Make sure you turn into them as you bridge, rather than just straight up. This will help the next part, which is to shrimp out as you come back down. That's why you've created space in the first place: if you simply plopped back down, then you've wasted the opportunity. As soon as you shrimp out, slip the knee pressing into their side underneath. Note you aren't trying to lift them with your arms. Instead, you want to push off them, moving your body away rather than pushing theirs higher up. When your shin is over their stomach, you can use that to square your body up, pushing through your leg to move your head in line with theirs.

Once your knee is through, you need to be careful they don't immediately pass by pushing down and moving around that knee, ruining all your hard work. Control their arm with your hip-bracing arm as you escape, like Roy Dean demonstrates in Blue Belt Requirements. Bring your arm just above their elbow, reaching across to your opposite shoulder. That will stop them pushing down on your knee, as their arm is trapped. With your free arm, grab their head to control their posture

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To get your knee out from under them, you'll be looking to shrimp in the direction you want your leg to go. Bring your leg over their back, on the side where you aren't controlling their arm. Get your other foot to mat, using the base you gain from that post to shrimp out. That should normally be enough to free the leg and get into closed guard.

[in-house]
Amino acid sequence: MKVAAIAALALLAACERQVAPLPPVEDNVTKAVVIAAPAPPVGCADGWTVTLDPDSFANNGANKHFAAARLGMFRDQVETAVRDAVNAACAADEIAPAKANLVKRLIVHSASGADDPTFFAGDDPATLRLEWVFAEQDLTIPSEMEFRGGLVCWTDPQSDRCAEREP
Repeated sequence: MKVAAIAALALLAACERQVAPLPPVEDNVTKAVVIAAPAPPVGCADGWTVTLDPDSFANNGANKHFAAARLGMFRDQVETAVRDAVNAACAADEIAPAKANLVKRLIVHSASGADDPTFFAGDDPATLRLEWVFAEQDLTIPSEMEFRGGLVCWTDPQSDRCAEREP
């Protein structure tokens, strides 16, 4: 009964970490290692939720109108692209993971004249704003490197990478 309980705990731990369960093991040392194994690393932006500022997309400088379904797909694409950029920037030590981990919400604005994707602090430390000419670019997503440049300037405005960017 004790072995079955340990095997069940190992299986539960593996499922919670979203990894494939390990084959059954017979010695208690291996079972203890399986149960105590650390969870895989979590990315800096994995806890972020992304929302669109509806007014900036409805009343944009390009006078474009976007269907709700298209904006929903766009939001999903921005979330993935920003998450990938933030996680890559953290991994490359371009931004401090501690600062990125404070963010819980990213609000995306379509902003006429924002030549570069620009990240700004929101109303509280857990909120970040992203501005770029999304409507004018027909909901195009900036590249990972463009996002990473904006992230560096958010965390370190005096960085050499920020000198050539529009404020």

If not, you'll need to keep shrimping (and you may need to keep both feet on the floor until you have shrimped far enough that you can comfortably get your legs out). Sometimes there isn't space, in which case you can push off the shin/knee you have pressed into their stomach/hip. Keep in mind that you also have the option of going to butterfly or some other open guard, if you are really struggling to get your legs out for closed guard.
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Teaching Notes: This is the class I'm most confident teaching, but I'm still trying to make changes. I added in more drills tonight, running through the straight up and down bridge, then at an angle, and finally bridge and mid-air shrimp. That's worth emphasising, lots of people don't bridge with purpose, meaning they can't make the space to escape. Get right on your head and shoulder, whacking your hips out as far as you can. I also included a brief drill where the person on top can use their arms, the person on bottom can't. I don't expect them to be able to escape easily, but the idea is to get them to really focus on the leg and hip movement.

Something to keep in mind is that getting that initial bridge and shrimp is still really hard, countering that top pressure. I'd like to come up with some kind of reliable trigger beyond just "bridge hard". Getting out of that heavy pressure is what makes the escape so difficult, and tough to initiate. I will keep thinking. :)